Period Poverty Enhanced during COVID-19 and the Closing of Schools

09 March 2021 --- by Jenny Jecrois

Anyone that menstruates requires sanitary products and access to hygienic facilities. However, young girls and women are ripped away from the opportunity to safely and comfortably manage their menses, this is called period poverty. 

Schools are back in session in Kenya after a nine-month shut down as a result of the Covid-19 pandemic. Thousands of learners have failed to return back to school which has caused great fear. Many reports from All Africa have presumed that girls aged 10-19 years old have the lowest student turnout due to pregnancies that occurred between January to September 2020. Other learners took jobs in the farming and trade industries, which could also contribute to the small turnout in school attendance according to the same article.

Covid-19 has emphasized scarce hygienic and sanitary products that already existed prior to the global pandemic. Therefore, the low student turn out especially for young women should be no surprise as they greatly need access to hygienic facilities. Global Citizen explains that period poverty is the “lack of access to sanitary products, menstrual hygiene education, toilets, hand washing facilities, and, or, waste management”. Studies have shown that environments that neglect girl’s Menstrual Hygiene Management (MHM) hinders them from attending school. There is an obvious relationship between WASH services provided at schools and student attendance. Young girls that do not attend class are more likely to enter childhood marriages, experience early childhood pregnancies, engage in sex in exchange for money to purchase sanitary products, or fall into domestic violence.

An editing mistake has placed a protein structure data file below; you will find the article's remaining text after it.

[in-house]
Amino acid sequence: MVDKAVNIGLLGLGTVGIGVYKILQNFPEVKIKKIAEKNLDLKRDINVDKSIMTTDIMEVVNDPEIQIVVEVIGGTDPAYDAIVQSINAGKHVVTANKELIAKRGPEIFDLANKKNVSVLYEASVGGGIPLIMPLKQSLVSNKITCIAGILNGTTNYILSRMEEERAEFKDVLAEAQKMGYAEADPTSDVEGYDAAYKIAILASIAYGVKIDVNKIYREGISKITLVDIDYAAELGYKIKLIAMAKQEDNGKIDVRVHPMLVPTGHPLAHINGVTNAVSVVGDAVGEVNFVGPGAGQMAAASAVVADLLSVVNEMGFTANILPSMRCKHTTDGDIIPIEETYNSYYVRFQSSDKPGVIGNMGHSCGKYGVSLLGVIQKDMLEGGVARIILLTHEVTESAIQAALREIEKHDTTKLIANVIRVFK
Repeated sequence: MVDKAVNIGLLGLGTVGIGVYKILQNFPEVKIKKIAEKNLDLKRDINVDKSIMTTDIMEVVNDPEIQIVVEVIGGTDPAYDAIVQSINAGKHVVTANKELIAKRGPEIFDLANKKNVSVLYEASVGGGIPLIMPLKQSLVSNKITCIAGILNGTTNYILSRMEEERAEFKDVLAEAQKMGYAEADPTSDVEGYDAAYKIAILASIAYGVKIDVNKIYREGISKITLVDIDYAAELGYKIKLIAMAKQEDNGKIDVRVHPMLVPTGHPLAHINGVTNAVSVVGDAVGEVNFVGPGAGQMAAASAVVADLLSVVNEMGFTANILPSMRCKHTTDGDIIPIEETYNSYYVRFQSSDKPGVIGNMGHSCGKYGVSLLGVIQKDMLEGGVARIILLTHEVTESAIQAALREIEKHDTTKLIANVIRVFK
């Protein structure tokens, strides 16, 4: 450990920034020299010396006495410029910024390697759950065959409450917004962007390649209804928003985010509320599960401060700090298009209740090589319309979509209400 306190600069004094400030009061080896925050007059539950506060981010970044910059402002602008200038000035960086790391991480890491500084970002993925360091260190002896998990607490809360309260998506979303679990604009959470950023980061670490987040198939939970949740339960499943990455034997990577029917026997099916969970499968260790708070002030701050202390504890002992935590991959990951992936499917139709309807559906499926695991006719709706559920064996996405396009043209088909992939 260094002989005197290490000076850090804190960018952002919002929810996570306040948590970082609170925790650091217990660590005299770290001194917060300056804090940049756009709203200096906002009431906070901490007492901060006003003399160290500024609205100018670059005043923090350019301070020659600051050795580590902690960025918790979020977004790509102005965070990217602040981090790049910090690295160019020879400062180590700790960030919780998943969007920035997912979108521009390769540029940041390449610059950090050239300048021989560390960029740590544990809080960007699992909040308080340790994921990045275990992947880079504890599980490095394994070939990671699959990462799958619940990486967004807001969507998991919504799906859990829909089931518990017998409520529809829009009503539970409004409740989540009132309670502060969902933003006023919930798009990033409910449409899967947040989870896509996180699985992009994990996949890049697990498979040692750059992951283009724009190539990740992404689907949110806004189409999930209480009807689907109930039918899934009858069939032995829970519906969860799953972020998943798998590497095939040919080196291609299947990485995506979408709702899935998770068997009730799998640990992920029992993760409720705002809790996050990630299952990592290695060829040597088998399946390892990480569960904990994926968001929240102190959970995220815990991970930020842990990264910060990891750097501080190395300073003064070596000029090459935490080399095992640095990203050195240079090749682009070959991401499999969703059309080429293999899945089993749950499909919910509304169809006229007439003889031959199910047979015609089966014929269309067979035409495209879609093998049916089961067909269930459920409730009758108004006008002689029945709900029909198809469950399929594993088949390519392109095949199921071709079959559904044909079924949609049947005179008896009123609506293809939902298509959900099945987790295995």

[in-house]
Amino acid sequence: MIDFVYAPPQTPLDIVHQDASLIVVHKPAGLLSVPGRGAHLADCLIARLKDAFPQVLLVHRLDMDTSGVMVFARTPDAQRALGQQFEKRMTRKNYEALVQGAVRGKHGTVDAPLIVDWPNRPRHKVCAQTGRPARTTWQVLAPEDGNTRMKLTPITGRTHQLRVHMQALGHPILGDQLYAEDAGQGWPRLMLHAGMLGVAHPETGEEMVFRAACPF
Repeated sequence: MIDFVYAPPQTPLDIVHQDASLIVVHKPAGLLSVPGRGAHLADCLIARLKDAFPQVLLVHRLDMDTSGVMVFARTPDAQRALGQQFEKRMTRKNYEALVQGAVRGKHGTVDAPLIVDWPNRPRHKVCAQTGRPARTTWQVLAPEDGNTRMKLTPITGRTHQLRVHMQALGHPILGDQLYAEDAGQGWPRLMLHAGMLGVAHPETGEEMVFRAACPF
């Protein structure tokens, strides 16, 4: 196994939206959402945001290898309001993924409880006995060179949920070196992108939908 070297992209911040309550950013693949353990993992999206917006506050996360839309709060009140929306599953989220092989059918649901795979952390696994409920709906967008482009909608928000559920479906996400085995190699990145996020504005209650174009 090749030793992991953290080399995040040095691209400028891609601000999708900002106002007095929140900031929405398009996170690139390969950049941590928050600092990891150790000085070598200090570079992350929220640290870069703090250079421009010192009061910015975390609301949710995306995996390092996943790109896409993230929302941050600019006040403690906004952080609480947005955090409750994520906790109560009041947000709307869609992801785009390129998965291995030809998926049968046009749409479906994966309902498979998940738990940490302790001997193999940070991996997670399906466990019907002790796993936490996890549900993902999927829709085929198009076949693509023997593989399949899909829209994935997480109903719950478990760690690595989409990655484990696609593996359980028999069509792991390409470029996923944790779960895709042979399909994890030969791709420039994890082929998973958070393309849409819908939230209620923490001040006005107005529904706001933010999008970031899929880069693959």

The launch of Kenya’s MHM Policy 2019-2030 and an MHM Strategy 2019-2024 is the starting point for the institutionalization of the issue. It means the allocation of resources, accountability, and provision of standards becomes possible. The MHM policy is akin to the promise of menstrual relief in terms of medication, service, and products. However, the ultimate relief will take a lot of work. “Meeting the hygiene needs of all adolescent girls is a fundamental issue of human rights, dignity, and public health,” Sanjay Wijesekera, former UNICEF Chief of Water, Sanitation and Hygiene said. It’s simple, women and girls have human rights and they also have periods. They shouldn't have to choose one or the other.


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